Speaking today, Minister of State at the Department of Transport Mr. Noel Ahern TD said; “A total of almost €40 million is being provided by this Government for road safety initiatives in 2009. This level of funding for the Road Safety Authority and the Medical Bureau of Road Safety will solidify the key role these organisations play in implementing the Road Safety Strategy. During the period 1997-2007 for example, we have seen deaths of our roads drop by 30% so this funding will help to augment this welcome downward trend.
The allocation of €48 million to maritime transport and safety will allow us to improve and modernise the Irish Coast Guard and continue to invest in maritime safety.”
The main transport programmes that Budget ‘09 provides for are as follows:
Public Transport – €1.27 billion
This will enable progress on a wide range of projects, including:
  • Luas extensions to Cherrywood, Docklands and Citywest;
  • Planning and enabling works on Metro North;
  • Planning works for the DART Interconnector.
  • Improved bus priority measures in Dublin and the regional cities;
  • The completion of the Middleton rail line
  • Phase 1 of the Western Rail Corridor from Ennis to Athenry;
  • The construction of the Kildare Route project
  • Phase 1 of the Navan rail line;
  • The continuation of Iarnród Éireann’s railway safety programme;
  • The start of the Dublin city centre rail re-signalling programme;
  • Continued roll-out of new railcars on the intercity routes;
Other notable projects that will be continued into 2009 are:
  • The Rural Transport Programme (now operating in every county and will provide more than million passenger journeys in 2009)
  • The Green Schools Programme (targeting 140,000 school kids by providing walking/cycling/public transport alternatives to get to school).
Roads – €2.1 billion
Key national routes will be progressed as planned, specifically:
  • The major inter urban motorway connecting Dublin with Waterford
  • The major inter urban motorway connecting Dublin with Galway
  • The major inter urban motorway connecting Dublin with Limerick
  • The major inter urban motorway connecting Dublin with Cork
  • A dual carriageway road within Northern Ireland transforming access to the North West of the Island.
  • The Atlantic Road corridor
  • The M50 upgrade will be completed.
Over €600 million is being made available to local authorities throughout the country for the upgrade and maintenance of regional and local roads.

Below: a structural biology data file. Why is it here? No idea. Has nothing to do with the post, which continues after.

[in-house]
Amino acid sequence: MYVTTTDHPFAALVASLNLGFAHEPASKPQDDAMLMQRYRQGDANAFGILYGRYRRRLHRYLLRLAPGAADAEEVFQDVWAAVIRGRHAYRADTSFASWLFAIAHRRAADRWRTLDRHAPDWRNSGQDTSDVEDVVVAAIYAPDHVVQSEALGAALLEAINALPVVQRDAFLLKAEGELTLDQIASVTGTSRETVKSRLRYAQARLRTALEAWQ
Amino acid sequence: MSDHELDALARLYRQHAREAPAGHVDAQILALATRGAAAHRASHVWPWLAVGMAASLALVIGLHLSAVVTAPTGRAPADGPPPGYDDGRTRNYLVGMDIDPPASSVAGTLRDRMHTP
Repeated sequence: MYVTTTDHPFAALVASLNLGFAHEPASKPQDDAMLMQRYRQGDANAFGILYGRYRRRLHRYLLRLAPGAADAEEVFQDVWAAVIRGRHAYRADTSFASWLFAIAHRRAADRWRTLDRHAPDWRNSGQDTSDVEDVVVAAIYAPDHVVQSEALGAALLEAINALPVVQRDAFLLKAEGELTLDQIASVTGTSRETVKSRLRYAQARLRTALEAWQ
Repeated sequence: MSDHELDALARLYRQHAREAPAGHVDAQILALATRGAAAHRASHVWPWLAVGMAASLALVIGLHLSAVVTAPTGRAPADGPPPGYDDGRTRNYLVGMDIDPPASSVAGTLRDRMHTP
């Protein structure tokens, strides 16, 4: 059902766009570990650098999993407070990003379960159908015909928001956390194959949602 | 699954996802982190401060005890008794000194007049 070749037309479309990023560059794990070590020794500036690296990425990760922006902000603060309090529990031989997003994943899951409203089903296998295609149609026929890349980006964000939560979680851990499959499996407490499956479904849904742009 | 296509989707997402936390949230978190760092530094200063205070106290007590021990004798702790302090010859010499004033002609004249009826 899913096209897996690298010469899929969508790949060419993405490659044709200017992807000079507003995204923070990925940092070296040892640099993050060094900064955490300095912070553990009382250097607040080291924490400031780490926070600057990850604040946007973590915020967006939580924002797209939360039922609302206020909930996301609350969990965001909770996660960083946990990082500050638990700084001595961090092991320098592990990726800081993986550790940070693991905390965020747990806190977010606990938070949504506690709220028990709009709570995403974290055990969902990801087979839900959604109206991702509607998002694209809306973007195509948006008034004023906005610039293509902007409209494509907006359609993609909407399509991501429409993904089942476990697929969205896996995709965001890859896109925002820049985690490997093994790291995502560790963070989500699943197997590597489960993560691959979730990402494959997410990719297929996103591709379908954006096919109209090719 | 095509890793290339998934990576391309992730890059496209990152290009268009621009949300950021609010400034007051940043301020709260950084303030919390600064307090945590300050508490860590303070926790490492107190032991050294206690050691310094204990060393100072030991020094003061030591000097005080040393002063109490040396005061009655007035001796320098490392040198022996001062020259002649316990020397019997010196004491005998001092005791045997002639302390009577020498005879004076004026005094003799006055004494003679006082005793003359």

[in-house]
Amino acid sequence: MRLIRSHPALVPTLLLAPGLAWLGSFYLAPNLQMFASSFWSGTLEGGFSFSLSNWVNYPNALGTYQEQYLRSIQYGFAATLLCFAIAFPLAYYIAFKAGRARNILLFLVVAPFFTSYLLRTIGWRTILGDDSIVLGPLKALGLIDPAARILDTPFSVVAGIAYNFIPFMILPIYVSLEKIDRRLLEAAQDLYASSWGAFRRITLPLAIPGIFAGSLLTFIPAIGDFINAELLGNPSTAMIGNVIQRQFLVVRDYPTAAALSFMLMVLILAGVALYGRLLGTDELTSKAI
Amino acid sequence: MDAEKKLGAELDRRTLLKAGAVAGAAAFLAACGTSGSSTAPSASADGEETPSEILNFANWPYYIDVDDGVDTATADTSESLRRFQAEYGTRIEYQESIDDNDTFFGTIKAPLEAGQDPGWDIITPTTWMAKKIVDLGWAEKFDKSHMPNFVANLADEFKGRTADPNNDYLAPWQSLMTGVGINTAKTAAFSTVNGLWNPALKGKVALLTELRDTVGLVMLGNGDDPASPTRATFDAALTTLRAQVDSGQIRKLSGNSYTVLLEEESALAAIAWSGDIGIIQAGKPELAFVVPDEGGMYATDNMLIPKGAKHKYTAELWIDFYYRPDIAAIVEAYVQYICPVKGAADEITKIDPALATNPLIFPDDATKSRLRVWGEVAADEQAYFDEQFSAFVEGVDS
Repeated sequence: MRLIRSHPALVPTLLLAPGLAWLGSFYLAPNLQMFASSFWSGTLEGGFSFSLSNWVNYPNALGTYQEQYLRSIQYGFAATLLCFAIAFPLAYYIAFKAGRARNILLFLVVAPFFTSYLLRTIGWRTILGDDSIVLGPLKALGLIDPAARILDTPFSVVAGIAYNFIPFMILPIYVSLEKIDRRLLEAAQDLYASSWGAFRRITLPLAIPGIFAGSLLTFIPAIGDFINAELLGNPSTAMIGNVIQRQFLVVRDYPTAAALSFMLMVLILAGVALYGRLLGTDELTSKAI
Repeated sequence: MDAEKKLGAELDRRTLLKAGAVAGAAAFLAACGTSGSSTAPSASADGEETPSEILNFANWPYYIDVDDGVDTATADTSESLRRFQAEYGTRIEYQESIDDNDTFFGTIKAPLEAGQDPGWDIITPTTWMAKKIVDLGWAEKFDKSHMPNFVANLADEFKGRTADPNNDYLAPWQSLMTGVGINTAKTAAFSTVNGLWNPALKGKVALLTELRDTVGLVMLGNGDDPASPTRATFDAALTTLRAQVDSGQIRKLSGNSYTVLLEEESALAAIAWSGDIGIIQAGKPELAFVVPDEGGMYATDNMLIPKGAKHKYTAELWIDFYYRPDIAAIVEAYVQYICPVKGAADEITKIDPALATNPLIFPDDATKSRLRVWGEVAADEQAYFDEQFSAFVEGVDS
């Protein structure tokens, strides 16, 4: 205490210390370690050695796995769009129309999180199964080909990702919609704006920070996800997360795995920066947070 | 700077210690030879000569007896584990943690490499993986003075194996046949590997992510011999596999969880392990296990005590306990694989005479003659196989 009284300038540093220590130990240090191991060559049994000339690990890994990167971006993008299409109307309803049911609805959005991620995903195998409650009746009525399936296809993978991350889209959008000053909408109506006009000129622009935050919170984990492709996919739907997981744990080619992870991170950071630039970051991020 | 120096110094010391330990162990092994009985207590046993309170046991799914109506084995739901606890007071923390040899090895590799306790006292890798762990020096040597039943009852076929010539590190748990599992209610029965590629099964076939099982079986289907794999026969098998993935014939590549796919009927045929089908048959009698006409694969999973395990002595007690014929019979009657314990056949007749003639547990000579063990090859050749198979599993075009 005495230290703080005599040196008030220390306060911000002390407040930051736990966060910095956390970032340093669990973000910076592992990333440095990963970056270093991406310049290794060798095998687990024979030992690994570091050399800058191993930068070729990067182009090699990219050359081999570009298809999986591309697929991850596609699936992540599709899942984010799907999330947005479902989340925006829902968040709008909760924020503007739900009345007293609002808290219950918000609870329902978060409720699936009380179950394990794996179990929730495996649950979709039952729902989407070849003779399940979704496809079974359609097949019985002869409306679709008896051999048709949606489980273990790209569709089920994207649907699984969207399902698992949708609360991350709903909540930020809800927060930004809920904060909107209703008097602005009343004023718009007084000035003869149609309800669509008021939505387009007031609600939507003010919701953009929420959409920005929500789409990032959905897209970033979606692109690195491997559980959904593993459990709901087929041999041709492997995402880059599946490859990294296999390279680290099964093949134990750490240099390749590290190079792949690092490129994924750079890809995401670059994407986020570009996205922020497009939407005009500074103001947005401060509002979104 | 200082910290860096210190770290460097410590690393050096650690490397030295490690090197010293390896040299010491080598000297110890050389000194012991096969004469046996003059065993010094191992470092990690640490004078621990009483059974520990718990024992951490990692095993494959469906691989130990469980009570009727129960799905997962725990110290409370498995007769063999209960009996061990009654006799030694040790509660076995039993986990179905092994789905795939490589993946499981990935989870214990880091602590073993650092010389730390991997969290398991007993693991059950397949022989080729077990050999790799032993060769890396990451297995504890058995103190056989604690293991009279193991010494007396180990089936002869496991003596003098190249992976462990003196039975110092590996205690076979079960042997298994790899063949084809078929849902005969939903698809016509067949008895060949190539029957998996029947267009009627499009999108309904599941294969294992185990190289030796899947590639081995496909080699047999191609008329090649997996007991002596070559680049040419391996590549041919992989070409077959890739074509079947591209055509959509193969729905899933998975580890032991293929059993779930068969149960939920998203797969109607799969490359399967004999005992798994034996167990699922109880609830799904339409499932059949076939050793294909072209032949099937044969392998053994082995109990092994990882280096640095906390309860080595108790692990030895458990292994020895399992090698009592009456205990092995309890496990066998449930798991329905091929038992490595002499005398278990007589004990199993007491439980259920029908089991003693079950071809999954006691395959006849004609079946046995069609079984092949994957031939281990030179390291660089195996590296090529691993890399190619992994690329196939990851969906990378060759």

Road Safety – €40 million
This funding will be aimed at maintaining the downward trend in road deaths. Deaths on Irish roads have dropped by 30 per cent in the period from 1997 to 2007.
Maritime Transport and Safety – €48 million
This allocation will allow us to improve and modernise the Irish Coast Guard and maritime safety to meet the needs of a 21st century maritime nation.
Regional Airports/Aviation Sector – € 35 million
The Department has made provisions to meet contractual commitments on the various regional airport projects and our share of the cost of the City of Derry Airport development.

Budget 2009 – Transport Spending

Figures released by the irish Government relating to transport spending in 2009.

TRANSPORT

Gross Expenditure for the Department of Transport in 2009 is €3,613 million, a decrease of €160 million (€6 million Current and €154 million Capital) relative to the 2008 forecast outturn. The key policy measures and adjustments associated with these resources in 2009 and later years are as follows:-

PUBLIC TRANSPORT

· capital expenditure of over €900 million is allocated to fund public transport infrastructure. This is about €70 million less than the amount made available in 2008, but it is sufficient for progress on a wide range of projects, including:

Luas extensions to Cherrywood, Docklands and Citywest

improved bus priority measures in Dublin and the regional cities

the completion of the Midleton rail line and phase 1 of the Western Rail Corridor from Ennis to Athenry

the construction of the Kildare Route project and phase 1 of the Navan rail line

the continuation of Iarnród Éireann’s railway safety programme

the start of the Dublin city centre rail re-signalling programme

continued roll-out of new railcars on the intercity routes

planning and enabling works on Metro North, and

planning works for the DART Interconnector;

· in addition, €338 million of current expenditure is provided for the operation of public transport services throughout the country. This is €6 million more than the 2008 provision.

ROADS

· capital expenditure of over €1.4 billion is being made available to the National Roads Authority. This allocation is €157 million less than in 2008, and while progress on some projects will necessarily have to slow down, key national routes will be delivered as planned, specifically: